A bill expanding restrictions on insurers requiring aftermarket parts in collision repair and banning insurers from requiring auto body shops to deviate from OEM procedures has passed both houses of the Rhode Island Legislature.
Senators approved Senate Bill 2679 with a 33-0 vote in May. (Four senators didn’t vote.) On Tuesday, representatives passed companion House Bill 8013 with an amendment declaring the legislation wouldn’t apply to glass repair.
“We anticipate the Senate will pass the House version and it will be transmitted to the Governor,” bill advocate Jina Petrarca wrote in an email on Wednesday.
The House voted 59-8 in favor of the bill. Seven representatives didn’t vote, and Rep. Carol McEntee (D-Wakefield)
The bills change the time barring an insurer from requiring “the use of aftermarket parts when negotiating repairs with any repairer unless the repairer has written consent from the vehicle owner to install aftermarket parts” from 30 months to 48 months from the date the car was made.
Insurers and repairers must now for 48 months instead of 30 “provide a written notice to the vehicle owner that: (i) he or she may require the insurer to pay for and the auto body shop to install ‘original equipment manufacturer parts’ or OEM parts’ in the repair of a motor vehicle; or (ii) he or she may require the insurer to pay for and the auto body shop to install ‘non-original equipment manufacturer parts’ (non-‘OEM parts’) in the repair of a motor vehicle,” the bill states.
The bills extend these protections to third-party claimants and subject all parts — not just traditional body parts — to the law.
Finally, the bills declare, “When ‘OEM part(s) are used in the repair of a motor vehicle, no insurance company may require any repairer to use repair procedures that are not in compliance with the recommendations of the original equipment manufacturer.”
More HB 8013/SB 2679 coverage
- Experian data shows R.I. OEM parts bill would better protect average lessee, owner with loan
- Safelite points to ANSI AGRSS standard, seeks auto glass industry exemption from R.I. OEM procedures bill
- R.I. Senate Judiciary backs OEM parts, procedures bill with one tweak
- Allstate emphasizes ‘customer choice’ parts policy to R.I. House panel
- R.I. repairers: Bill requiring OEM procedures won’t ban aftermarket, recycled parts
- PCIAA data paints gloomy R.I. parts, premiums picture — or does it?
- PCIAA R.I.-neighbor comparisons remain dubious in latest attack on ABARI
- Notion of auto body ‘industry standard’ raised during R.I. OEM procedure bill debate
- R.I. senators supportive of OEM parts, procedures bill
An OEM repair procedures mandate might bar the use of recycled and aftermarket parts for good, opponents said regarding an earlier version of the bill. Automakers typically do not recommend anything other than new OEM components.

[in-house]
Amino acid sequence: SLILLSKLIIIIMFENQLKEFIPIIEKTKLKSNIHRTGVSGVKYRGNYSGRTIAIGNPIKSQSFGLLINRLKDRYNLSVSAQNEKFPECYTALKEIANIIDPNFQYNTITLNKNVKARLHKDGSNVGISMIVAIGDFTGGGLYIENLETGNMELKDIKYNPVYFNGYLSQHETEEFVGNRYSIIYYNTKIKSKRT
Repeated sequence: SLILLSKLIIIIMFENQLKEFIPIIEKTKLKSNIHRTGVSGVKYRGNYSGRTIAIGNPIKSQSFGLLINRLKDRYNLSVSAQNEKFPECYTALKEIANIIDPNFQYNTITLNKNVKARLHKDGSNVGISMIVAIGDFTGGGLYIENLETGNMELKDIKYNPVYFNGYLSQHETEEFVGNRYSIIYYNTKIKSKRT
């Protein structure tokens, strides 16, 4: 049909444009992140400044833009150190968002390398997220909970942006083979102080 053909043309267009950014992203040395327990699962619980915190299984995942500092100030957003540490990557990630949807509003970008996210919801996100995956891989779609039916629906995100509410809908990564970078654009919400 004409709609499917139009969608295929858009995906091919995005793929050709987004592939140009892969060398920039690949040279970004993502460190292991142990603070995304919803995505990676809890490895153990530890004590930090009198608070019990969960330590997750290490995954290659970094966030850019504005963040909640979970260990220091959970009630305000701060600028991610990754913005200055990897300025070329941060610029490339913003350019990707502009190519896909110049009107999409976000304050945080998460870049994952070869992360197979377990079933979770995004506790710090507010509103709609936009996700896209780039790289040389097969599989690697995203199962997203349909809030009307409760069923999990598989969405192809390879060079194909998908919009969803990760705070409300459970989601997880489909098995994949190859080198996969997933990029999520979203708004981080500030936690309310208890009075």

Supporters said such a blanket ban wasn’t the intention, and the revised text appeared intended to address that concern. However, the language arguably could still be extrapolated to that conclusion.
The amended House bill alleviates another objection to the bill by declaring the auto glass repair industry exempt from the measure.
This chapter shall not apply to the repair or replacement of motor vehicle glass performed by licensed motor vehicle glass repair shops pursuant to chapter 38.5 of title 5,” HB 8013 states.
SB 2679 has no such exclusion, however, which means lawmakers will have to hash out which version should be sent to Democratic Gov. Gina Raimondo.
Safelite legislative affairs Vice President Scot Zajic had called for such an exemption, similar to how the glass and auto body industry collaborated on separate licensing rules for glass technicians years ago.
Rhode Island law demands a glass technician be trained (one of the few states to do so, Zajic said) and follow the ANSI standard. That standard calls for OEM repair procedures to be used, but a leading glass expert said it also allows for exemptions in non-safety-related cases. For example, a glass installer might use a tool that allows one technician to perform the work for which the OEM demands two employees, Zajic said.
“We feel very comfortable with what we’ve created in Rhode Island,” Zajic said in May. “… Just exclude us. Just move on.”
A phone and online message to Raimondo’s office Wednesday afternoon inquiring if she would sign either bill and which version she preferred has not yet been returned.
Rhode Island Legislature Capitol TV, April 24, 2018
Rhode Island Legislature Capitol TV, April 3, 2018
The Rhode Island House of Representatives is shown. (Marc Dufresne/iStock)
Democratic Rhode Island Gov. Gina Raimondo. (Provided by Rhode Island Secretary of State)